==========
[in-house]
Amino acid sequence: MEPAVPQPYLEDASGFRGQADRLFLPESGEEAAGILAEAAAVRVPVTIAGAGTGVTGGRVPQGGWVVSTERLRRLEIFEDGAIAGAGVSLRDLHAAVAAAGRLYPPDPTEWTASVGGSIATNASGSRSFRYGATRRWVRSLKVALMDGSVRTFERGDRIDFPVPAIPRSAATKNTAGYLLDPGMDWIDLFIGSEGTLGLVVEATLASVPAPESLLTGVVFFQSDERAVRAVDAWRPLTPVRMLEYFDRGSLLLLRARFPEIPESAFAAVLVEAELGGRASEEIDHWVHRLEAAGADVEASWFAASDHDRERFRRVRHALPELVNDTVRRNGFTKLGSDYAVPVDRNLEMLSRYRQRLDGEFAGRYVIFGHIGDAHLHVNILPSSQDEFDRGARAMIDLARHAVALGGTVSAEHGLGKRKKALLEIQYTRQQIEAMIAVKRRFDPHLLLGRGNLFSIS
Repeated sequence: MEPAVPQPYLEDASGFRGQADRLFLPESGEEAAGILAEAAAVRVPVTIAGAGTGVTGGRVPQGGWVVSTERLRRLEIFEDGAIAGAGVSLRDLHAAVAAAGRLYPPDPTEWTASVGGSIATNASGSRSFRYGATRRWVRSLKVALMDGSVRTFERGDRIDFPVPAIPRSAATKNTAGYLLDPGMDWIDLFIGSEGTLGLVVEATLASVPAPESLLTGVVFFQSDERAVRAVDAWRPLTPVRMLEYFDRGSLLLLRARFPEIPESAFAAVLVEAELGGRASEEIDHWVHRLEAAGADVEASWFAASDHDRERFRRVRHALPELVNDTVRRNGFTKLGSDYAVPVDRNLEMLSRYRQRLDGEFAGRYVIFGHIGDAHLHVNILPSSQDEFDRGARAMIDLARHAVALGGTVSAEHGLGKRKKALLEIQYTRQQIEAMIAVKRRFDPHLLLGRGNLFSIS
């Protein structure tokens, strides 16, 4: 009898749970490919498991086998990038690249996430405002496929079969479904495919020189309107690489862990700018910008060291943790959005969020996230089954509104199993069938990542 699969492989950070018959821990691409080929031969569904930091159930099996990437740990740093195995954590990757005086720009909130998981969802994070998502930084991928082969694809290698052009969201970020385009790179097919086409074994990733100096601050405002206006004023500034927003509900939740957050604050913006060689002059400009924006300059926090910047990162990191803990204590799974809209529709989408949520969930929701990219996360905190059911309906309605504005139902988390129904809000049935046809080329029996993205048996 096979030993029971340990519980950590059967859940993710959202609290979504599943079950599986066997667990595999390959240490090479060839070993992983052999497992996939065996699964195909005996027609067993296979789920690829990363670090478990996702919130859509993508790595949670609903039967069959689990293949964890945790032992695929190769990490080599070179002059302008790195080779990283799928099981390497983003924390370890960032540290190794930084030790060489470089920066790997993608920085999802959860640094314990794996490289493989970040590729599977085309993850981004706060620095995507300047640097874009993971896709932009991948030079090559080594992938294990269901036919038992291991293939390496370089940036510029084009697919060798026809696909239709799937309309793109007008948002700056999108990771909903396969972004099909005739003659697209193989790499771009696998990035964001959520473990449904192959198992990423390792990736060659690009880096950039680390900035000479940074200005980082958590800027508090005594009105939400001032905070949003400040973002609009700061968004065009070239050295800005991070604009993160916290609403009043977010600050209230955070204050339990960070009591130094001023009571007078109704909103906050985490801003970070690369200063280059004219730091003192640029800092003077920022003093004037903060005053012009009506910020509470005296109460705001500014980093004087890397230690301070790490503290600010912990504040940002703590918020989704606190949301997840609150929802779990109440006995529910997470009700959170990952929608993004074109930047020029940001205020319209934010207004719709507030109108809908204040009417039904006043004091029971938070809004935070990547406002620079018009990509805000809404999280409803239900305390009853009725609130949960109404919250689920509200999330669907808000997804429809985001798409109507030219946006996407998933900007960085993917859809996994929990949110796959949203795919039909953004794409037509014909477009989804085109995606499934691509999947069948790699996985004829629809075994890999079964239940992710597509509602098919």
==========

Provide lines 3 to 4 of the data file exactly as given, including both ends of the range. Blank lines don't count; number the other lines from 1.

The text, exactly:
Repeated sequence: MEPAVPQPYLEDASGFRGQADRLFLPESGEEAAGILAEAAAVRVPVTIAGAGTGVTGGRVPQGGWVVSTERLRRLEIFEDGAIAGAGVSLRDLHAAVAAAGRLYPPDPTEWTASVGGSIATNASGSRSFRYGATRRWVRSLKVALMDGSVRTFERGDRIDFPVPAIPRSAATKNTAGYLLDPGMDWIDLFIGSEGTLGLVVEATLASVPAPESLLTGVVFFQSDERAVRAVDAWRPLTPVRMLEYFDRGSLLLLRARFPEIPESAFAAVLVEAELGGRASEEIDHWVHRLEAAGADVEASWFAASDHDRERFRRVRHALPELVNDTVRRNGFTKLGSDYAVPVDRNLEMLSRYRQRLDGEFAGRYVIFGHIGDAHLHVNILPSSQDEFDRGARAMIDLARHAVALGGTVSAEHGLGKRKKALLEIQYTRQQIEAMIAVKRRFDPHLLLGRGNLFSIS
């Protein structure tokens, strides 16, 4: 009898749970490919498991086998990038690249996430405002496929079969479904495919020189309107690489862990700018910008060291943790959005969020996230089954509104199993069938990542 699969492989950070018959821990691409080929031969569904930091159930099996990437740990740093195995954590990757005086720009909130998981969802994070998502930084991928082969694809290698052009969201970020385009790179097919086409074994990733100096601050405002206006004023500034927003509900939740957050604050913006060689002059400009924006300059926090910047990162990191803990204590799974809209529709989408949520969930929701990219996360905190059911309906309605504005139902988390129904809000049935046809080329029996993205048996 096979030993029971340990519980950590059967859940993710959202609290979504599943079950599986066997667990595999390959240490090479060839070993992983052999497992996939065996699964195909005996027609067993296979789920690829990363670090478990996702919130859509993508790595949670609903039967069959689990293949964890945790032992695929190769990490080599070179002059302008790195080779990283799928099981390497983003924390370890960032540290190794930084030790060489470089920066790997993608920085999802959860640094314990794996490289493989970040590729599977085309993850981004706060620095995507300047640097874009993971896709932009991948030079090559080594992938294990269901036919038992291991293939390496370089940036510029084009697919060798026809696909239709799937309309793109007008948002700056999108990771909903396969972004099909005739003659697209193989790499771009696998990035964001959520473990449904192959198992990423390792990736060659690009880096950039680390900035000479940074200005980082958590800027508090005594009105939400001032905070949003400040973002609009700061968004065009070239050295800005991070604009993160916290609403009043977010600050209230955070204050339990960070009591130094001023009571007078109704909103906050985490801003970070690369200063280059004219730091003192640029800092003077920022003093004037903060005053012009009506910020509470005296109460705001500014980093004087890397230690301070790490503290600010912990504040940002703590918020989704606190949301997840609150929802779990109440006995529910997470009700959170990952929608993004074109930047020029940001205020319209934010207004719709507030109108809908204040009417039904006043004091029971938070809004935070990547406002620079018009990509805000809404999280409803239900305390009853009725609130949960109404919250689920509200999330669907808000997804429809985001798409109507030219946006996407998933900007960085993917859809996994929990949110796959949203795919039909953004794409037509014909477009989804085109995606499934691509999947069948790699996985004829629809075994890999079964239940992710597509509602098919």